“What makes a great leader?” This is a question that really has no definitive answer, but it still perplexes people. Many explanations scare people away from the concept of leadership. It is often depicted as this heady, esoteric trait that is only mastered (and practiced) by a few experienced individuals in a given organization. We wholeheartedly disagree with the idea that leadership is achieved by a select few with others mindlessly following the anointed leader. In an attempt to enable people to bear witness to and appreciate their own abilities as a leader and mentor, we offer the idea of “Accessible Leadership.”
Accessible Leadership is the idea that everyone has the inherent ability to be a leader and simply need to tap into the necessary skills within us in order to realize this potential. Heavily influenced by the concepts developed by Carl Rogers, the great humanistic psychologist, Accessible Leadership believes in the power and influence of individuals and the relationships they form with others. Practitioners of the Accessible Leadership model exhibit the three “C’s” in their relationships – they connect, care and change.
The first C, connect is all about making the initial effort to facilitate the development of a relationship. Though it may seem simple, this step is often overlooked. Having an open door policy is a necessary first step; however, it alone is not sufficient. We need to invite and encourage others to walk through the door. When we are real and approachable, others are more likely to accept our invitation and respond to overtures to connect and begin a relationship. Conversely, a mentor will seize opportunities to initiate dialogue and express an interest when others might be hesitant to engage. Connecting does not necessarily require lengthy conversations or ongoing, daily interactions. Small simple gestures of encouragement and feedback can be as potent and meaningful. It is common to have very casual relationships with people that you may see every day and say “Hello” to, but that’s the extent of your relationship. You probably can relate to instances when you were working with a team or a group and become close to a couple of the members but you only talk to the others as necessary. It’s natural to be nervous or afraid to be the one to reach out, because what if they reject us? What if they don’t want or need our help? I don’t believe we should let fear of a slightly awkward encounter keep us from potentially changing the lives of others and having our own lives changed for the better. We can only be an agent of influence for others when we connect on a meaningful level.
The second C, care is all about the core of a relationship. All of the C’s should be enjoyable, but this one is particularly fun. Be yourself. People see through facades that we put up when we try to be a “leader.” If you are easy going and fun loving, then be easy going and fun loving in your relationships with others. Authenticity and genuineness is key. This means being fully present (a phrase borrowed from Rogers) with others. Unfortunately, conversations often miss the mark. Think of instances when you were having a conversation with a boss, co-worker, or even a friend about something fairly important, and they were more interested in social media on their phones. In many situations, the conversation is all about the other person; it becomes more of a monologue than a conversation. Be fully present. Listen. Care about what the people in your life are doing. Help them do what they want to do. Encourage them and believe in their ability. Give honest feedback. If you’re having an off day, be honest; let the other person know that you can’t fully attend to them at the moment and that it is nothing personal, but you will certainly listen later. We care when we are present, attentive, and genuine in the interests of others.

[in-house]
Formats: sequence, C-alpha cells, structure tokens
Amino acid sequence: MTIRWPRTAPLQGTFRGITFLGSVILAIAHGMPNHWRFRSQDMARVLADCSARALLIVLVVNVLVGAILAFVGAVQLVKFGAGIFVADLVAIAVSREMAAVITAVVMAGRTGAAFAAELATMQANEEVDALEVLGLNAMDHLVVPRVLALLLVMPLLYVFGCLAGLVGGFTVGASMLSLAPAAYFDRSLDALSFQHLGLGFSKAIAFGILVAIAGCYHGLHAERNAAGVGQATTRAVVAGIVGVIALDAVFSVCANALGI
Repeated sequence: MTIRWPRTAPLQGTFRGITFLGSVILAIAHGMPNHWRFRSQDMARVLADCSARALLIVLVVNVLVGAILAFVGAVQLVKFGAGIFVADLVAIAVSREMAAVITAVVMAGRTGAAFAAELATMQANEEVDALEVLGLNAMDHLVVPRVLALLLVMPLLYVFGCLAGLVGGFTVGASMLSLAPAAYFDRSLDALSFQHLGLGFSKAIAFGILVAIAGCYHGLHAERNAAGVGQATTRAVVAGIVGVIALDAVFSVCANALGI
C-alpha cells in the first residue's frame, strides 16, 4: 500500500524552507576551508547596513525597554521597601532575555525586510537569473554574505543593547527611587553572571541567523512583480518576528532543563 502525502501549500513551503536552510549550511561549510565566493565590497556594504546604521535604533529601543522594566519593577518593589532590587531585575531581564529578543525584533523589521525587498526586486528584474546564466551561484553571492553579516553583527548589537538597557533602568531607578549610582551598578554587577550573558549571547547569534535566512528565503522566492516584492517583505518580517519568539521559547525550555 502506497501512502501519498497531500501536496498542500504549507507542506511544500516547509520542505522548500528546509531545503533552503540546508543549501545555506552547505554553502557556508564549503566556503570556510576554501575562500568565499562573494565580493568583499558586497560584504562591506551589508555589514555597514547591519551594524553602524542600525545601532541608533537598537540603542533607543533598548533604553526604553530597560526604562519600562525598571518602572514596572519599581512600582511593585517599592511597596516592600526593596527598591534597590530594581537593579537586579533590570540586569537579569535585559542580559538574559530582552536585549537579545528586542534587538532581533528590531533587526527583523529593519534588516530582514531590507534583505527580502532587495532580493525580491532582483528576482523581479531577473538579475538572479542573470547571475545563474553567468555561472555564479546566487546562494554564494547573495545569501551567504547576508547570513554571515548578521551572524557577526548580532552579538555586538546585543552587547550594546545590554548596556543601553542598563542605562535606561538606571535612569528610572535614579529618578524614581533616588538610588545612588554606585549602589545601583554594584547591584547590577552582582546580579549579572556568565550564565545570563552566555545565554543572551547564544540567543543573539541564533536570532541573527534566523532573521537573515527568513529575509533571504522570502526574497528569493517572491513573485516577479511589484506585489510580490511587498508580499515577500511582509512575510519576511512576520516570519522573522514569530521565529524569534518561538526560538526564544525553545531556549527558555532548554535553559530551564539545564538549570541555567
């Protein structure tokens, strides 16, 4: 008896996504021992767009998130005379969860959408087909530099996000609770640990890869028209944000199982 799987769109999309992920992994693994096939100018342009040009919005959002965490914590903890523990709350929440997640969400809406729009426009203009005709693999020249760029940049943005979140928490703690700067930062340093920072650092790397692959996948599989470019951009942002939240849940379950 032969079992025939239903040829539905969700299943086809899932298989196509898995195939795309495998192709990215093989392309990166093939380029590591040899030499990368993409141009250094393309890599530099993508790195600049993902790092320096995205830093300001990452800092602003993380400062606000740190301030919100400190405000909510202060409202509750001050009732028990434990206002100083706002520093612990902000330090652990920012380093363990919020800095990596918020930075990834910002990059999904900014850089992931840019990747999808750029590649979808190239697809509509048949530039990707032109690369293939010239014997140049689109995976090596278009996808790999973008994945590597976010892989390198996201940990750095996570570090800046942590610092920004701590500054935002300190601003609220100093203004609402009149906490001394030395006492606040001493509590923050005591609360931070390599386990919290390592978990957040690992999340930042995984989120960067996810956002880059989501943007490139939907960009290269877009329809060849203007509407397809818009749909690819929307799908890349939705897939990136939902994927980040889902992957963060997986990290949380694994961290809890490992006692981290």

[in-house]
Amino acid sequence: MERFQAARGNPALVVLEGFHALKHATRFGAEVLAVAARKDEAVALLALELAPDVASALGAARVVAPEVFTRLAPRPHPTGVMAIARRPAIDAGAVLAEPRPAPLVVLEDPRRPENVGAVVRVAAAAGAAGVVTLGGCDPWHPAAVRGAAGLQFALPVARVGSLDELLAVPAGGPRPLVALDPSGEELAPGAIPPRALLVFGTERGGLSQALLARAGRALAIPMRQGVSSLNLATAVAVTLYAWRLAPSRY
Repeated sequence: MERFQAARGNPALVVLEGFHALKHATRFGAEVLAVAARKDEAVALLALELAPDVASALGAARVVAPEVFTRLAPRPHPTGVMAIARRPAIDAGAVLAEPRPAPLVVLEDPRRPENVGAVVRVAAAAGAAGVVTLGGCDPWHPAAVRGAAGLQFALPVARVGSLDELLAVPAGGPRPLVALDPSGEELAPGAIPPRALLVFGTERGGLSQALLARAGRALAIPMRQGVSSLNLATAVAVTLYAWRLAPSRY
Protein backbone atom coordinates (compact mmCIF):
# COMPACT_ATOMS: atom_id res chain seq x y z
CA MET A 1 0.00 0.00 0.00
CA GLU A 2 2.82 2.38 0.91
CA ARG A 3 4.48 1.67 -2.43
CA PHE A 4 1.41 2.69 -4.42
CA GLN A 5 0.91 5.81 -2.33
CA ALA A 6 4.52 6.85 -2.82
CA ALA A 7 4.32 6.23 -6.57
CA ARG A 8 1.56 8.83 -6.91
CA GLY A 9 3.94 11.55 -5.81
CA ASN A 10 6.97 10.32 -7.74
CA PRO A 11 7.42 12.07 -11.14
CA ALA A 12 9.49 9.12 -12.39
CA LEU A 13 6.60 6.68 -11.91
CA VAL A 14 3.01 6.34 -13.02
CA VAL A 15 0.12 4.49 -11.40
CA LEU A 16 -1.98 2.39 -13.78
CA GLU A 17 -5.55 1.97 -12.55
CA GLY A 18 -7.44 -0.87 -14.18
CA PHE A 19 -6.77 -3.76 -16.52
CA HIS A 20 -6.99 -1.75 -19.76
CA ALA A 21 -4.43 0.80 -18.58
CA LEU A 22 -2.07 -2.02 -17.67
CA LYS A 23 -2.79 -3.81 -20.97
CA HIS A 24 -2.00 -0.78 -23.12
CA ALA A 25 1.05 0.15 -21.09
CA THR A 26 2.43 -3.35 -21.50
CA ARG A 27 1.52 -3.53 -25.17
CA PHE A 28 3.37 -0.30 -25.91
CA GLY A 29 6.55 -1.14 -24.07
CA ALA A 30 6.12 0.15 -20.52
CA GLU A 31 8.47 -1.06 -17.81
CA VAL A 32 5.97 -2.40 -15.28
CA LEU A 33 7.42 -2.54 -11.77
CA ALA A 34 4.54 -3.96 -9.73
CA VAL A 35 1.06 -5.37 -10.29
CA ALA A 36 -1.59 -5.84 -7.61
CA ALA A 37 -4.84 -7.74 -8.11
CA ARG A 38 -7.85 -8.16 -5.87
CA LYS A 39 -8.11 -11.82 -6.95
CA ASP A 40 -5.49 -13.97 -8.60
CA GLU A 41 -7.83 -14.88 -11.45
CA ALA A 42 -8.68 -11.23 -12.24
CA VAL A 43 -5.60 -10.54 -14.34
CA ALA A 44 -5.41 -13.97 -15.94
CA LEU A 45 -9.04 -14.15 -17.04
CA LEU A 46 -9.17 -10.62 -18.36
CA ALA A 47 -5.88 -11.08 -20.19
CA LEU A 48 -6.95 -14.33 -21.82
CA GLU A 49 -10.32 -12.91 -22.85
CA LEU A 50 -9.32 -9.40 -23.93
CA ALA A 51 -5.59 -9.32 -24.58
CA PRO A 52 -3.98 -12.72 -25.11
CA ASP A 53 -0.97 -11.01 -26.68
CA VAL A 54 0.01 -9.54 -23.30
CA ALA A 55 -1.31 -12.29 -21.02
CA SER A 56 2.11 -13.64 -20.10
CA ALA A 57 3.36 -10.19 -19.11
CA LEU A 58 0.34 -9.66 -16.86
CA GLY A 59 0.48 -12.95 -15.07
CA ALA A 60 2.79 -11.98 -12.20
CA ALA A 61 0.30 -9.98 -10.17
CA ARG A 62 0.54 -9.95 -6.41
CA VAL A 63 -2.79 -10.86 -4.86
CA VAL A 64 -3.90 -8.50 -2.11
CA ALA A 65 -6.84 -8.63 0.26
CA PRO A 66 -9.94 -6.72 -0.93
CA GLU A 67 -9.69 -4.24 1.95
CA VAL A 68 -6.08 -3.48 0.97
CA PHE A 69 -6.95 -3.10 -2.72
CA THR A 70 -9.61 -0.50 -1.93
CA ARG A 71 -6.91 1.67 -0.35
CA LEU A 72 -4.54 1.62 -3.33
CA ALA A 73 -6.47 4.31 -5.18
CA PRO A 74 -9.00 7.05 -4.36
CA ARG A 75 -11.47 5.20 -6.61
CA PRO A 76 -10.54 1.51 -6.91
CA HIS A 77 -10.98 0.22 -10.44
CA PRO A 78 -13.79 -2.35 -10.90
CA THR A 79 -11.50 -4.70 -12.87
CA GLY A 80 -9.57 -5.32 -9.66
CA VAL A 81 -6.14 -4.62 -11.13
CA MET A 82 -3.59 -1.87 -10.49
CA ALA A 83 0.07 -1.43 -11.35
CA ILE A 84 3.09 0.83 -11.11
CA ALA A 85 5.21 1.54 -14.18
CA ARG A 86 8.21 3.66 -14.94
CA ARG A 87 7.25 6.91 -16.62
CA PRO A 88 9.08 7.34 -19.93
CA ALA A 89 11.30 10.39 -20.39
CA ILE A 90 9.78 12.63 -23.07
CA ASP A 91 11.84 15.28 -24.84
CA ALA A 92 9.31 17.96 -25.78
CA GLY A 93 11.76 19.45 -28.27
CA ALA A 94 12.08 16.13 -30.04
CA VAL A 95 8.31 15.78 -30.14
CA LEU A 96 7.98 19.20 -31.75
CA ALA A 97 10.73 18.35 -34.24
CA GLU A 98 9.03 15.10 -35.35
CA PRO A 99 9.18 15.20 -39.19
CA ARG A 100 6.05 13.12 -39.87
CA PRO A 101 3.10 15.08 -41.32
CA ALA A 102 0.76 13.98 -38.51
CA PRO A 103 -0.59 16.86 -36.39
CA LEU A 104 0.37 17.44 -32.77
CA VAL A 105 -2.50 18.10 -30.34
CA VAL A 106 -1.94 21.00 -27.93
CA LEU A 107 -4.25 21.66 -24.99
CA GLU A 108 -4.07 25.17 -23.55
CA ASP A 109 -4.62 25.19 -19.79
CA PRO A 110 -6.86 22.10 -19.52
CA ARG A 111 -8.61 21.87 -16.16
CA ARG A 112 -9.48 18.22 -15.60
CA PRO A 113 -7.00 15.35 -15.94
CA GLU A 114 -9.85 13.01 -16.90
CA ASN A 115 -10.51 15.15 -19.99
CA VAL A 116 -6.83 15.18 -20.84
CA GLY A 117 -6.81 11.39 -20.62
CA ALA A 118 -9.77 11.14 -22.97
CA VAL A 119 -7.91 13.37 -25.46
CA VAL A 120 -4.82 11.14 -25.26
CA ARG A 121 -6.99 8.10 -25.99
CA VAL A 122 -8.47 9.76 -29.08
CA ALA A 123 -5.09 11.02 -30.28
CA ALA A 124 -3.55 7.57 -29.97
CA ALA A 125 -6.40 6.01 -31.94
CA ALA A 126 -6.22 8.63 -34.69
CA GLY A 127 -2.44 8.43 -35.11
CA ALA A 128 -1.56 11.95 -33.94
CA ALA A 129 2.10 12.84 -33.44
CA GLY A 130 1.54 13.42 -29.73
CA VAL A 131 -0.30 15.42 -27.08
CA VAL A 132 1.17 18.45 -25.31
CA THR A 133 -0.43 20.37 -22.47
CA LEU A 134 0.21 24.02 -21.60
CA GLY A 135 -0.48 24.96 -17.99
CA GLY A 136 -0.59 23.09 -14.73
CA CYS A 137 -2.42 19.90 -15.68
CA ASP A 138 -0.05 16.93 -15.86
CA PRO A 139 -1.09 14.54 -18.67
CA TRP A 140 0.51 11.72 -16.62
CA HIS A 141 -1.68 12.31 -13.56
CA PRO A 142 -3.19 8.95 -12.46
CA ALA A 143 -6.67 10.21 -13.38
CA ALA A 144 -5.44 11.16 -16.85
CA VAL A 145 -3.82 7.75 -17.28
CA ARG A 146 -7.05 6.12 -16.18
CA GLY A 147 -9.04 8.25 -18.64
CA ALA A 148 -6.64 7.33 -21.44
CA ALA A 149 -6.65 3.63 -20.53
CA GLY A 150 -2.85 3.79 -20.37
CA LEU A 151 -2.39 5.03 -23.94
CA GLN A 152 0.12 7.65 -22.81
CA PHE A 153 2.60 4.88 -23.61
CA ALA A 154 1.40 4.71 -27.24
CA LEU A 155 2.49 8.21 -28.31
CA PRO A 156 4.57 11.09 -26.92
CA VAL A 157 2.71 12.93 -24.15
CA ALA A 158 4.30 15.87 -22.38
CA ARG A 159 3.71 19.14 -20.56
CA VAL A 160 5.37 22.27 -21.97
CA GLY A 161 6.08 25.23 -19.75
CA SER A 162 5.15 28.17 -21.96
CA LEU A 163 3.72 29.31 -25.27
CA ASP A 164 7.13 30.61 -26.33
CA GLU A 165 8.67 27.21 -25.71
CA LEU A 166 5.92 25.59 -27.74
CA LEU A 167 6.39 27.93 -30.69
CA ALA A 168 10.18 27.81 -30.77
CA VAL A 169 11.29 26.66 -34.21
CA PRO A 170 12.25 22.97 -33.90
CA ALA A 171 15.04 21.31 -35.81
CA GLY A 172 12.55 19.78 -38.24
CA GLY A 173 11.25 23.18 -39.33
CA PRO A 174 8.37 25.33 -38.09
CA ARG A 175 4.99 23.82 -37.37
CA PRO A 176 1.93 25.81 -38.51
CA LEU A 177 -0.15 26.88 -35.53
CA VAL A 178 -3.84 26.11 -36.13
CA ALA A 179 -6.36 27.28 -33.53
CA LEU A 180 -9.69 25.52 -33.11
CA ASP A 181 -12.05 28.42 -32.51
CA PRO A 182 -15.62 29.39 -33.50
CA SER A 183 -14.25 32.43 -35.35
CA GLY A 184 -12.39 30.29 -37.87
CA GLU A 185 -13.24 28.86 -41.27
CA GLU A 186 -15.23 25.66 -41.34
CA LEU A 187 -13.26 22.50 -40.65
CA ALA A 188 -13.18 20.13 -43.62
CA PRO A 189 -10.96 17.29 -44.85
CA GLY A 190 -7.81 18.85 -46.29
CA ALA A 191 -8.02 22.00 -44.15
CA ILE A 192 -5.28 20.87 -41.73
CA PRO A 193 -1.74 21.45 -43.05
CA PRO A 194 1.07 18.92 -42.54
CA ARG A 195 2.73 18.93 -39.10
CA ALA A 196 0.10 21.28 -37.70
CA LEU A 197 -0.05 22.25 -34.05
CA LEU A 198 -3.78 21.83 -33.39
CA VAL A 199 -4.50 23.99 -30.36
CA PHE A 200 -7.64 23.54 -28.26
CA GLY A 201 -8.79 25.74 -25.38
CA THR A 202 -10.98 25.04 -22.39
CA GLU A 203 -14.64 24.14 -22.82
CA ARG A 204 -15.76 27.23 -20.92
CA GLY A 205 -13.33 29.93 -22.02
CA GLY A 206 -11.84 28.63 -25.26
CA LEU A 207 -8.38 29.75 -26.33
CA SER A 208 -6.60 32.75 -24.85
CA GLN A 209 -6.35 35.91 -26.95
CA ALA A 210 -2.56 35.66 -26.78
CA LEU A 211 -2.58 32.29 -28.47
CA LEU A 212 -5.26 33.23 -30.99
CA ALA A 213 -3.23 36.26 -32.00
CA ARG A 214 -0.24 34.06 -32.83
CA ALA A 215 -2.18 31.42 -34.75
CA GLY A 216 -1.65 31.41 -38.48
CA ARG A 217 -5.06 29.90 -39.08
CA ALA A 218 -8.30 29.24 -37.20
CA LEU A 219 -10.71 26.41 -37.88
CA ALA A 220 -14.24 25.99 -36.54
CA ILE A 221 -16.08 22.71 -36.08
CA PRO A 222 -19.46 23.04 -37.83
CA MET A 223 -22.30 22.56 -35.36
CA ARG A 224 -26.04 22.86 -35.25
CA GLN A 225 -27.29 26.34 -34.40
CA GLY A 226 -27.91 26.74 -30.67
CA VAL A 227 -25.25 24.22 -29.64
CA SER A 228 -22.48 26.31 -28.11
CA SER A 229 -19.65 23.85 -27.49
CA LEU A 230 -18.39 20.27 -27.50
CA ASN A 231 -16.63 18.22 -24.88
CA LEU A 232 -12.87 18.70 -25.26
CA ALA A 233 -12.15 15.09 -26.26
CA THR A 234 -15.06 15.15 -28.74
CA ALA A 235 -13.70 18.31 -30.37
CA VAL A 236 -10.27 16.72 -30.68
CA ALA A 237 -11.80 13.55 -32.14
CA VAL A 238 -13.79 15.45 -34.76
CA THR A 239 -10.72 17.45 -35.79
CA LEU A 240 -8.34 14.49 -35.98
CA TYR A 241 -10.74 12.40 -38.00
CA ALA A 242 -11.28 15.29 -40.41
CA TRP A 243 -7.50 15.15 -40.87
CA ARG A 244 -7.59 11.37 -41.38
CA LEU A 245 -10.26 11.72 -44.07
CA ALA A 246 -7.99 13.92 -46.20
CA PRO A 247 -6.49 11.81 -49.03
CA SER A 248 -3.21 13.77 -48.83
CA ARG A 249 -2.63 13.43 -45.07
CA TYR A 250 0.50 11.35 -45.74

The final C, change, can mean a lot of things – influencing change in others, change in kind or structure, or change within ourselves. The wonderful thing is that while it is so ambiguous, it is easy to see that change can occur, typically for good, when the first two C’s are realized. Who knows? A college professor could inspire a young person who has had a difficult past and very little confidence in his ability to pursue a doctoral degree, after thinking graduating from college was nearly impossible. Maybe your relationship with someone changed your outlook on the world and now you do things drastically different. Maybe you now see yourself differently and embrace this difference. Maybe your belief in someone enabled that person to see his/her potential and led to a life of work helping others that wouldn’t have happened otherwise. We do not choose what change is needed in others. Rather, we help others realize who they are and what they want to be. Change is good and should be embraced; we are all agents of change. We just need to choose how we express that.
Are leaders born or made? Leaders are made, not born, and made more by themselves than by external means. Everyone, regardless of age or circumstance, has the ability to lead and mentor others. This is because everyone is capable of self-transformation. Human potential and ability is not carved in stone. It is developed and realized through experience and interactions. The self-transformation to a person of influence is better achieved when we recognize the potential for growth in all of us – the leader and the leader in waiting. It is certainly within reach – it needs to be understood and cultivated. Simply, good leaders are present and are accessible.
It is not the position but rather the person – being a person of influence. The power of such influence becomes real and accessible when we, as leaders or mentors, connect with others, care about others and becomes agents of change. This may not make us a “great” leader, but it certainly brings with it the real potential to impact others in a positive way.